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Building an Altar to Remembrance
Photo: Makenna Finch

Building an Altar to Remembrance

by Ellen Miller

“A rush of imagination is our ‘flooding,’” Toni Morrison writes, and indeed it is choreographer Tyler Rai’s imagination that has created the world of flooding is what they call it. Perhaps it is my lack of imagination or just the power of George Lucas’, but when the dancers enter dragging branches the length of their bodies with long lights attached, I see powerful warriors carrying colorful lightsabers. Proximity to nature feels significant in Rai’s work, and I wonder if my limited imagination is impacted by the setting, and how I would perceive elements like the lighted branches if we were outdoors or near water.

As tonal music plays, the dancers drag the lit branches along the floor, lift them in the air, and rub them against door frames and posts. Sound is granted just as much importance as movement in Rai’s piece, centering the work of composer José Alejandro Rivera (aka Proxemia). Rivera is equally    a performer, not only adjusting lights but also playing physical instruments and walking barefoot around the stage in a circle with the other dancers as they intoned together, slowly rising in volume and enveloping the audience in the vibrations of a sound that felt almost like wailing.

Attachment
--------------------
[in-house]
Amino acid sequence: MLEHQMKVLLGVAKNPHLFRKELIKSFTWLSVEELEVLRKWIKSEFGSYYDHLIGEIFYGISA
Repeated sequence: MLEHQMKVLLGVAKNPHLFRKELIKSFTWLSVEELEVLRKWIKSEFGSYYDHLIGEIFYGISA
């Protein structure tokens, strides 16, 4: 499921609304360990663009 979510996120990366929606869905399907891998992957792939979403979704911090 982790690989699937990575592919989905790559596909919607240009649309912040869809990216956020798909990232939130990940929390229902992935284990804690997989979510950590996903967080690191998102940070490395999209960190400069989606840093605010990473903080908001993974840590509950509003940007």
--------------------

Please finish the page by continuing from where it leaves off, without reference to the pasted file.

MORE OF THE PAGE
flooding is what they call it takes its name from a Toni Morrison quote that portrays    flooding as an act of remembering. This is most directly referenced when the dancers offer a basin of water to one another; one washes her face while another opts to dunk her hair into the water. It feels like a cleansing, and evokes similar themes of purification to another section where the dancers sweep and spin with bundles of dried plants. Towards the end, the dancers carry the lit branches, the bowl of water, and the bundles of dried plants to the front of the stage, forming a sort of altar.

flooding is what they call it closes with an act of naming: each performer takes the mic and adds to an “image description,” verbally marking    things they see in the space: a purple mask, Tyler Rai in the front row, light peeking in from the curtains. It is a powerful centering exercise, grounding us in the present moment. As they return to the rear of the stage, holding the lighted branches aloft, they have created a new memory for us, one we may recall in the next flood.


flooding is what they call it, Tyler Rai, Fidget Space, Cannonball Festival, Philly Fringe Festival, September 28-30.

By Ellen Miller
September 30, 2023

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